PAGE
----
“It is truly nuts,” Gore said. “But, you know, junkies find veins in their toes. It seems reasonable to them, because they have lost sight of the rest of their lives.”

Klein, known for his short fuse, brushed Gore off as someone from the “far left.”

“I don’t know what he proposes the world run on ... maybe hot air,” he said.

But Klein is no longer assured of unwavering support for his government’s oil sands objectives.

Brian Mason, leader of the opposition New Democratic Party, wants a commission established to lay the groundwork for a “long-term development strategy” that puts an equal emphasis on prosperity and the environment.

Even some of Klein’s cabinet ministers are quietly acknowledging the need to review aspects of oil sands operations, notably the consumption of fresh water.

One cubic meter (6.29 barrels) mined from the sands requires 2 to 4.5 cubic meters of water in a province with a long history of drought.

If all of the approved oil sands projects proceed they will need twice as much water as the City of Calgary with 1 million people.

University of Alberta ecologist David Schindler has argued that “water is used lavishly in the extraction and refining of both conventional oil and synthetic crude. There are compelling reasons why this must cease.”

But so far the government has confined its water conservation measures to enhanced recovery schemes.

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Shares dip as costs escalate

Shares of leading oil sands players have taken a hit in the latest shake-up resulting from capital cost overruns.

Amir Arif, an analyst with Friedman Billings Ramsey, triggered a 2 percent drop in Suncor Energy shares July 10 by suggesting that investors “should be taking profits” because the risk of falling short-term oil prices along with cost inflation “mutes our near-term enthusiasm” for the oil sands.

Shares of Shell Canada and Western Oil Sands, partners in the Athabasca project, were trimmed a few days earlier when they disclosed that pressures on labor, equipment and materials could delay their expansions plans.

Western, a 20 percent partner, set off alarm bells when it estimated the first expansion phase, to boost production by 100,000 barrels per day to 255,000 bpd, could climb by 50 percent to C$11 billion, setting the stage for the full three-stage venture to rise from C$13.5 billion to above C$20 billion.

Shell has ordered project reviews

Shell, the 60 percent operator, although not ready to confirm that prediction, said it has ordered internal and external project reviews that would lead to a more detailed update by the end of July.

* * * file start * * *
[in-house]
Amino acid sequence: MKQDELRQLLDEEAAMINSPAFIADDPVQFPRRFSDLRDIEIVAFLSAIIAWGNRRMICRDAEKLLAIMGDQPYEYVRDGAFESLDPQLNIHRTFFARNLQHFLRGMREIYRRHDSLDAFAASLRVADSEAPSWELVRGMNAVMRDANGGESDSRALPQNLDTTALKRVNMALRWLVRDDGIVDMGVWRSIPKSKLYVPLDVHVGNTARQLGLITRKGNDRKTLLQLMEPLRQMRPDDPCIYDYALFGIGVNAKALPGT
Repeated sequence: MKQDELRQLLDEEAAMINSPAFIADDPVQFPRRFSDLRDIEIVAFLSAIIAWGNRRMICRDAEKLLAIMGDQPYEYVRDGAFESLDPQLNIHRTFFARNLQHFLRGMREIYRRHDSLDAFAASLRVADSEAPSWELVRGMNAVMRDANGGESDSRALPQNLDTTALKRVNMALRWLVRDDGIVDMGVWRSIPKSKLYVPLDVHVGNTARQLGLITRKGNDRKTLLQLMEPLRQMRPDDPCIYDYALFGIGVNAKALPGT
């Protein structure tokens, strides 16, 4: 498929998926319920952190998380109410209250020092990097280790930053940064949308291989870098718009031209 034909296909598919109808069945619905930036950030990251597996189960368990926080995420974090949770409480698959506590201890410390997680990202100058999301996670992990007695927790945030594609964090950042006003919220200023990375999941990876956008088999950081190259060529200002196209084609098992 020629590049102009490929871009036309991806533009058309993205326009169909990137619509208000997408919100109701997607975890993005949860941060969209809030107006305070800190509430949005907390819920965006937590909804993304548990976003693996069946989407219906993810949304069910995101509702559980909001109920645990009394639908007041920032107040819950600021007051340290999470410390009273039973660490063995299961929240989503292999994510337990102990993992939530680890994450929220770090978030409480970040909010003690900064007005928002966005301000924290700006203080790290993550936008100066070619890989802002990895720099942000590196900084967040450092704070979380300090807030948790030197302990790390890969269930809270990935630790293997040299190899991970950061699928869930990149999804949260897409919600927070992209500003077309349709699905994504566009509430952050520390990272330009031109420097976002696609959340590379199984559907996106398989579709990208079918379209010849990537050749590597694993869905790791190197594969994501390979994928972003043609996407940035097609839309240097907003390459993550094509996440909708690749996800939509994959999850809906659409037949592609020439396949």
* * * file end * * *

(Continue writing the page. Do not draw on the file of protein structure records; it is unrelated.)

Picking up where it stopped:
Brian Straub, Shell’s senior vice president for oil sands, said the company wants to assure itself that “we can execute successfully ... right now our focus is on mitigating the costs and risks.”

Suncor has just embarked on regulatory hearings aimed at increasing production from 260,000 bpd to 350,000 bpd by 2008 as part of an overall goal of reaching 500,000-550,000 bpd by 2010-12.

It was not overly troubled by the Friedman Billings Ramsey downgrade to “market perform” from “outperform,” describing the move as only modest and insisting it has learned enough from previous cost overruns to have confidence in its plan and its ability to deliver.

Front-end engineering continues

Shell and Western said the front-end engineering work for their expansion will continue, but a final decision to proceed with construction will not be made until the fourth quarter.

Western, which said it wanted to make the market aware of the potential for a cost overrun, said a year-long review of the 100,000 bpd expansion showed “very significant upward pressures on capital costs.”

Based on that it now anticipates capital spending will run to C$300 per annual barrel of production, up from the previous C$200.

Will Roach, chief executive officer at UTS Energy, a partner with Petro-Canada and Teck Cominco in the Fort Hills project, agreed that the whole industry is facing cost pressures, but the projects are “so long and with such large resources they can withstand fairly substantial capital intensity at the beginning.”

However, some analysts believe producers will have to either defer work or take a chance that oil prices will remain high, justifying higher capital costs in the oil sands.

Some are also urging companies to pool their efforts in a bid to curb overruns, following the lead of Canadian Natural Resources, which negotiated fixed price deals with contractors covering C$5.6 billion of the C$6.8 billion budgeted for the initial 110,000 bpd phase of the Horizon project.

—Gary Park